Boiling Point: The North-East Galway Water Crisis

Martin Cusack

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Water supply image
Photo: Ariful Haque Bhuiyan (Flickr)

Water, as all of the clichés associated with Irish weather suggest, is an element which we should have no shortage of here in Ireland. With our famous levels of rainfall and our abundant rivers and lakes, a regular and clean supply of fresh drinking water is something which all of our citizens should be able to take for granted. However, in North-East County Galway, reserves of drinkable water have been a rare and precious commodity over the last two years. A mixture of ineptitude and lack of forward planning on the part of the water authorities have led to households in this sparsely populated area of the West being placed under a boil water notice for the past eighteen months, as cryptosporidium levels remain dangerously high. How did this lamentable situation come about, and what is being done to break the stalemate which has allowed this crisis to trickle on into a third year?

Locals in the village of Williamstown in North-East Galway, close to the border with Roscommon, have seen their town suffer as a result of the violent mood-swings of the national economy over the last two decades. The prosperity created by the Celtic Tiger failed to radiate out to many areas of rural Ireland, and Williamstown was no exception. Once a thriving small town, the area was badly hit by successive waves of emigration as unemployment began to bite hard in the 1980s and 90s. Williamstown had plenty of problems to contend with before the current water crisis loomed into view, and now residents are increasingly exasperated by the inaction which has led to the town’s water supply being rendered unusable.

Householders in Williamstown first became aware that all was not well with the area’s water supply in October 2014. The dangerous water-borne bug cryptosporidium, which causes diarrhoea and other serious gastrointestinal illnesses, was detected in the local supply and a boil-water notice was immediately put in place. Residents were assured that a short- term solution to the water problem would be advanced within six months, but now almost two years later, little has been done to resolve the issue.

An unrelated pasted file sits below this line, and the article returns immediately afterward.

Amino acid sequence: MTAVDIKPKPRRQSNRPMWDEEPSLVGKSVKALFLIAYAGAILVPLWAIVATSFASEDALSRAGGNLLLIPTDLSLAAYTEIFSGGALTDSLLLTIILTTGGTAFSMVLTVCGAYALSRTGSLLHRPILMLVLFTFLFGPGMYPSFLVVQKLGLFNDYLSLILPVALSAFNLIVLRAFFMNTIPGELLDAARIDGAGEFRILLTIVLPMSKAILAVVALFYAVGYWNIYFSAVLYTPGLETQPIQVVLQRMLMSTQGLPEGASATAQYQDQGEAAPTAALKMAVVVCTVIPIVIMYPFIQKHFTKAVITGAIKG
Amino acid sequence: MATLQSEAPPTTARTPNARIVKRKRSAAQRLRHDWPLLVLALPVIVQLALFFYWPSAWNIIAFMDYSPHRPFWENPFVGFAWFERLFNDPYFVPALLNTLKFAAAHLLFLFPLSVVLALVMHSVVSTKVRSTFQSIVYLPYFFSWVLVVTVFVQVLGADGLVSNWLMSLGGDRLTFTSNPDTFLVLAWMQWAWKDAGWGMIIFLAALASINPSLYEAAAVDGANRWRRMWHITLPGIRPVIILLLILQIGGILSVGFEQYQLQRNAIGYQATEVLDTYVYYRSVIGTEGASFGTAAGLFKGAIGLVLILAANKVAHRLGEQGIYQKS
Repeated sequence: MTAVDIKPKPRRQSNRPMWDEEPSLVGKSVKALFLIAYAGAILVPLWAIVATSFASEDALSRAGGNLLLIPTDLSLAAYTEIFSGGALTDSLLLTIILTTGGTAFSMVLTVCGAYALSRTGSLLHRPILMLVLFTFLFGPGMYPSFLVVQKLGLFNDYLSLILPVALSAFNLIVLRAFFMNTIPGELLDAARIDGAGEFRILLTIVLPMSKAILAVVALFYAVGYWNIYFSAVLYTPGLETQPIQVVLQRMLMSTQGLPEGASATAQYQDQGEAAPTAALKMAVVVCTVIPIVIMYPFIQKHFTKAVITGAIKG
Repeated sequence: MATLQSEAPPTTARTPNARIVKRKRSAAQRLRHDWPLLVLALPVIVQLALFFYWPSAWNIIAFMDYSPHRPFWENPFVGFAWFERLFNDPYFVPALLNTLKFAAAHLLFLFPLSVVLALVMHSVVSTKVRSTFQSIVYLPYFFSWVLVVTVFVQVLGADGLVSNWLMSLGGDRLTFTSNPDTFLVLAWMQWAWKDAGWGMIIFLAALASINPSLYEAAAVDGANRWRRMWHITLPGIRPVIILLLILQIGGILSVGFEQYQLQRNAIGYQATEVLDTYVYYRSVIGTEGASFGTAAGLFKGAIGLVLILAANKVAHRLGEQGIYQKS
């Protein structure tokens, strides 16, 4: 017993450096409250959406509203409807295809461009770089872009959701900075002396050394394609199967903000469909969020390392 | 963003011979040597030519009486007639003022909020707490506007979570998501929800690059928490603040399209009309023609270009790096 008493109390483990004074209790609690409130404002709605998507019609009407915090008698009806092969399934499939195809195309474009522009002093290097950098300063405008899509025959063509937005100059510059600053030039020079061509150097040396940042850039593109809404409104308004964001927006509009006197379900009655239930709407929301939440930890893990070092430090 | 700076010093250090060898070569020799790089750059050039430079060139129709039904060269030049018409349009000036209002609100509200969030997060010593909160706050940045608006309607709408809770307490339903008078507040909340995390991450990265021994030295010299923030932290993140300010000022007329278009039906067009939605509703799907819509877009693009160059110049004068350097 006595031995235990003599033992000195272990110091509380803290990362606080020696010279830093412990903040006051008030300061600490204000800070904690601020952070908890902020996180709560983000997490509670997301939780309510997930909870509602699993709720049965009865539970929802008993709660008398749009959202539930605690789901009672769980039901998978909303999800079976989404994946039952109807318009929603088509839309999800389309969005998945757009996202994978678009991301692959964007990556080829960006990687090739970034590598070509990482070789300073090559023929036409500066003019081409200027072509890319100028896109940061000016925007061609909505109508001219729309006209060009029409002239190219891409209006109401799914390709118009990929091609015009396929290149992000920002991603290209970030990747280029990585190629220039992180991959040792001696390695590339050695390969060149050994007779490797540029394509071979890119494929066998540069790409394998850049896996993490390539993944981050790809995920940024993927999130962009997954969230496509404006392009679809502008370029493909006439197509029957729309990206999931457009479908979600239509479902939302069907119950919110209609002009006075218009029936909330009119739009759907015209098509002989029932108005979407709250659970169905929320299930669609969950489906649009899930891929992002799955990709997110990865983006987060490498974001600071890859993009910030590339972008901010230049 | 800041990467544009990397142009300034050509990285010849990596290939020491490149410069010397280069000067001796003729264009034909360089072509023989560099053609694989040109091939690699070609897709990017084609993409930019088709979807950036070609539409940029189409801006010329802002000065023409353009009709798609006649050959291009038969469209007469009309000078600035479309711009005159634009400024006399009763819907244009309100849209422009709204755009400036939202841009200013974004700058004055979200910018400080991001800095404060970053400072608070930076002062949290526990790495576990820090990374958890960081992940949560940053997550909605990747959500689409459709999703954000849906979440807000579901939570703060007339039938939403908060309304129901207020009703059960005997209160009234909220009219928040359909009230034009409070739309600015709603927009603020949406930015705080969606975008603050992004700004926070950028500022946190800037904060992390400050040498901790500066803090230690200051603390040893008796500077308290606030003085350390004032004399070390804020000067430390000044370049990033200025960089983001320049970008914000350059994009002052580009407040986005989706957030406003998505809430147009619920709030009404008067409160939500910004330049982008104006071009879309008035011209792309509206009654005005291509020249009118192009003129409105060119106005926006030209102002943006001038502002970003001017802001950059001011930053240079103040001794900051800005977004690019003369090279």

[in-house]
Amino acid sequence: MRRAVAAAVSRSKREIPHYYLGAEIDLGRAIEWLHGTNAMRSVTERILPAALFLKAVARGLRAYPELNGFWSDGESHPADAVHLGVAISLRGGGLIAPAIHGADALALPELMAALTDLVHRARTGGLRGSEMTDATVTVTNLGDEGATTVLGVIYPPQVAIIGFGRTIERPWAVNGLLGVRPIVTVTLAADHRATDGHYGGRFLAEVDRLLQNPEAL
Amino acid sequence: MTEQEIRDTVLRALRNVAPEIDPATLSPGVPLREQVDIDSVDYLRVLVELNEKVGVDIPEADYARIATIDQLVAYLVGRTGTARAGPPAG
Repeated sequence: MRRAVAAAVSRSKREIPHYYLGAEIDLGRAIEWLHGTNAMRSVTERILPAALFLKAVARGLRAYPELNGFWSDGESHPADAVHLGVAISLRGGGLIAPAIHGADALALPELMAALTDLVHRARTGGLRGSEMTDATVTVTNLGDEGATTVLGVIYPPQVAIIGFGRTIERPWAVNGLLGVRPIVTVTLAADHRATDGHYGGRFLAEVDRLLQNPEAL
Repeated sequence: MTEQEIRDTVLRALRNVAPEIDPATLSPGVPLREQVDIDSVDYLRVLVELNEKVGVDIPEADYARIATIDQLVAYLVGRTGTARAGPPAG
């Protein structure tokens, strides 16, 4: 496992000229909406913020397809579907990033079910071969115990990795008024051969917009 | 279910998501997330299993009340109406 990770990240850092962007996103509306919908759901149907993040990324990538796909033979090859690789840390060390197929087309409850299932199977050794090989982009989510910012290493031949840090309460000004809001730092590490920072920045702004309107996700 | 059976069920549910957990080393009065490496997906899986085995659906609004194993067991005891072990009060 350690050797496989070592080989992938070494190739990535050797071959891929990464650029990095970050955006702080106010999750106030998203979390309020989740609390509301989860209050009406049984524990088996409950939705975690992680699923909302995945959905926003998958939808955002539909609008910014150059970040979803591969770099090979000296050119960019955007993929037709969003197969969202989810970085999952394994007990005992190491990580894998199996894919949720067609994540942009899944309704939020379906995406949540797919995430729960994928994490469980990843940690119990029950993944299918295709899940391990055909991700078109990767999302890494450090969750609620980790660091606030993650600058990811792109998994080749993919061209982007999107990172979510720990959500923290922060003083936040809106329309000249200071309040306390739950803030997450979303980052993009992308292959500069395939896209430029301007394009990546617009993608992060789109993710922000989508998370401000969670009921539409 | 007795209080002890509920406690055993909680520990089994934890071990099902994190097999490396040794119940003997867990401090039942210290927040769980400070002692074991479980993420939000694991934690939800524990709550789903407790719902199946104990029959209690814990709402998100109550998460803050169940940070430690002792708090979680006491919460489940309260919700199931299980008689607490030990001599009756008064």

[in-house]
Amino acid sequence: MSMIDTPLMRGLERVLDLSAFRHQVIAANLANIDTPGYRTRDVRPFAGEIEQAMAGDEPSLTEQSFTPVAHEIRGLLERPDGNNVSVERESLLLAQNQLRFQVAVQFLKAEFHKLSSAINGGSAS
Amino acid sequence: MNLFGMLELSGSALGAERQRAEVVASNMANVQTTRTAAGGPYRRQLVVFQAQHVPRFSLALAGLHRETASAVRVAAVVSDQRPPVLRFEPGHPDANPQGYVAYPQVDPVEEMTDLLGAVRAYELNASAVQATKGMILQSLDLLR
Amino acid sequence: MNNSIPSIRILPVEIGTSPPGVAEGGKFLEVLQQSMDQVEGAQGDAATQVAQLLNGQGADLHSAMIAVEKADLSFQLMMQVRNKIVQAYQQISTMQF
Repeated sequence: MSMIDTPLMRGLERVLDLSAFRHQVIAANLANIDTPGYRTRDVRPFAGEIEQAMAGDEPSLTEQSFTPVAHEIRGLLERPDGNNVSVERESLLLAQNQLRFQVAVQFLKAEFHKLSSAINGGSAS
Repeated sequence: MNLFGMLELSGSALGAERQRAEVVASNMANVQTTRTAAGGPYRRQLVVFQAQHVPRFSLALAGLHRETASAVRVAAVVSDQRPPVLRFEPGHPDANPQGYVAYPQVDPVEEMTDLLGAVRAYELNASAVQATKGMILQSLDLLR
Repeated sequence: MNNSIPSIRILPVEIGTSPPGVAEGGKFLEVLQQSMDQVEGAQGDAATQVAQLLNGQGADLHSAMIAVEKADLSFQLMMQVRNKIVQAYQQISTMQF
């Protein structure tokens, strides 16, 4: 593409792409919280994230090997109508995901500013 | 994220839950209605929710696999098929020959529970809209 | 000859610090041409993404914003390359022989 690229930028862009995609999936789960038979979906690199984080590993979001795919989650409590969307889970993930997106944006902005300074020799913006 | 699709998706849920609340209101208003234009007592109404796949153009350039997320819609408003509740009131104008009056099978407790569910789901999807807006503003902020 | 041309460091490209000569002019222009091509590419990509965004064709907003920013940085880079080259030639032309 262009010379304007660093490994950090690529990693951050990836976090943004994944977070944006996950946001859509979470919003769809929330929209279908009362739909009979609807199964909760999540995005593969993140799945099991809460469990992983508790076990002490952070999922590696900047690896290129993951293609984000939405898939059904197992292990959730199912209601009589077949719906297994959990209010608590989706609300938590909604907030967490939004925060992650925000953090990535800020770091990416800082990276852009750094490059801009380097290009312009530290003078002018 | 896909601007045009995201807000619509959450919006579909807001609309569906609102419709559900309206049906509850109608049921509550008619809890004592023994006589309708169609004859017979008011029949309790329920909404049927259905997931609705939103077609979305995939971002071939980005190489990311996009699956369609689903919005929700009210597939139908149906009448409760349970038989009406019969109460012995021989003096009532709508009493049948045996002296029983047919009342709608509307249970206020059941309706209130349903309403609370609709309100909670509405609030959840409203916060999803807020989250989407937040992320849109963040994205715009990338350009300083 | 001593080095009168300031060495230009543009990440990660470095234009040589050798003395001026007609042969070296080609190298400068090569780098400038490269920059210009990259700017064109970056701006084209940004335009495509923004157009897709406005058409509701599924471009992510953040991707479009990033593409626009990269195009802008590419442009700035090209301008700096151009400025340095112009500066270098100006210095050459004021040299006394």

When asked for comment after the original boil-water notice was put in place, Sean Corrigan, Irish Water Regional Information Officer, said that Irish Water was working to fast-track a solution to the situation.

“Irish Water is developing three possible solutions, one short-term, one medium-term and one long-term, in parallel, with varying timelines. The short-term solution involves a UV treatment with a timeline of approximately three to four and a half months to completion. The second is a temporary treatment plant, which would take approximately 12 months to get up and running, once planning and validation are taken into account,” said Corrigan.

Despite the ambitious plans laid out by Corrigan, progress on the issue proved agonisingly slow to pick up pace. Talks were held between Irish Water representatives and local stakeholders, without any positive, workable solutions being proposed.

By January 5th 2015, the Irish Times had reported, “a boil water notice was issued to residents of Williamstown in late October and is likely to remain in place until the end of 2016, when an extension to a separate water scheme into the area is expected to be completed.” Two tears months later, there is little of substance which can be added to this account.

When asked for his thoughts on this protracted crisis, local TD Michael Fitzmaurice, an Independent, said: “The people of Roscommon/Galway have been very poorly served by the Council in this instance. It is another example of the rural communities being placed at the bottom of the list of government priorities”.

“It is crazy that the residents of Williamstown could be on a boil water notice for two years. I see no reason why the council could not have put a temporary solution in place which would have allowed Williamstown to gain access to water from one of the many neighbouring water schemes.”

 

There are many county councillors and politicians at national level who have fought hard to keep areas such as North-East Galway alive. However, it is difficult to understand how a seemingly simple water supply problem, in a developed European democracy such as our own, could have been allowed to rumble on for so long. With an ageing population and most of the younger generation lost to emigration, Williamstown feels like an area that has been allowed to stagnate.Clearly, not enough is being done to keep rural communities such as these from sliding into the doldrums.

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Martin Cusack